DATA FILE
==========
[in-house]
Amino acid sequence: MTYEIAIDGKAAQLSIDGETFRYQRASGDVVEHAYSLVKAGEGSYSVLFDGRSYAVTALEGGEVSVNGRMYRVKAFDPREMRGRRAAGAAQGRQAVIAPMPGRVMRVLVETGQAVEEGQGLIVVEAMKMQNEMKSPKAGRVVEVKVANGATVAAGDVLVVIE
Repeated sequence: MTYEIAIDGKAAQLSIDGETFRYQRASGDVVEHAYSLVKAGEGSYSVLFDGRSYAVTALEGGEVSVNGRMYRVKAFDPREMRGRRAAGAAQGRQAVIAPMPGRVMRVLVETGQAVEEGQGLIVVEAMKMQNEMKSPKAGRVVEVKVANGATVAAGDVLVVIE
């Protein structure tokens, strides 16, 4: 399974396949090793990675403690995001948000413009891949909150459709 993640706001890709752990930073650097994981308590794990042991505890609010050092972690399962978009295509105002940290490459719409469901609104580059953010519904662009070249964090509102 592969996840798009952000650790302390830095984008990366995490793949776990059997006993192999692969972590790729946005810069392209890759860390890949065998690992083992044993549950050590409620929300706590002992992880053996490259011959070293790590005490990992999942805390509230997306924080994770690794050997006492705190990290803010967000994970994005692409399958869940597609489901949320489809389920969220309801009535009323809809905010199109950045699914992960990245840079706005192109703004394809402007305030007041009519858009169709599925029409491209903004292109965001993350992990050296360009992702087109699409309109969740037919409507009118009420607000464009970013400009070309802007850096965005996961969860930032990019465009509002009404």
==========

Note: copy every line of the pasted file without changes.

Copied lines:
[in-house]
Amino acid sequence: MTYEIAIDGKAAQLSIDGETFRYQRASGDVVEHAYSLVKAGEGSYSVLFDGRSYAVTALEGGEVSVNGRMYRVKAFDPREMRGRRAAGAAQGRQAVIAPMPGRVMRVLVETGQAVEEGQGLIVVEAMKMQNEMKSPKAGRVVEVKVANGATVAAGDVLVVIE
Repeated sequence: MTYEIAIDGKAAQLSIDGETFRYQRASGDVVEHAYSLVKAGEGSYSVLFDGRSYAVTALEGGEVSVNGRMYRVKAFDPREMRGRRAAGAAQGRQAVIAPMPGRVMRVLVETGQAVEEGQGLIVVEAMKMQNEMKSPKAGRVVEVKVANGATVAAGDVLVVIE
């Protein structure tokens, strides 16, 4: 399974396949090793990675403690995001948000413009891949909150459709 993640706001890709752990930073650097994981308590794990042991505890609010050092972690399962978009295509105002940290490459719409469901609104580059953010519904662009070249964090509102 592969996840798009952000650790302390830095984008990366995490793949776990059997006993192999692969972590790729946005810069392209890759860390890949065998690992083992044993549950050590409620929300706590002992992880053996490259011959070293790590005490990992999942805390509230997306924080994770690794050997006492705190990290803010967000994970994005692409399958869940597609489901949320489809389920969220309801009535009323809809905010199109950045699914992960990245840079706005192109703004394809402007305030007041009519858009169709599925029409491209903004292109965001993350992990050296360009992702087109699409309109969740037919409507009118009420607000464009970013400009070309802007850096965005996961969860930032990019465009509002009404």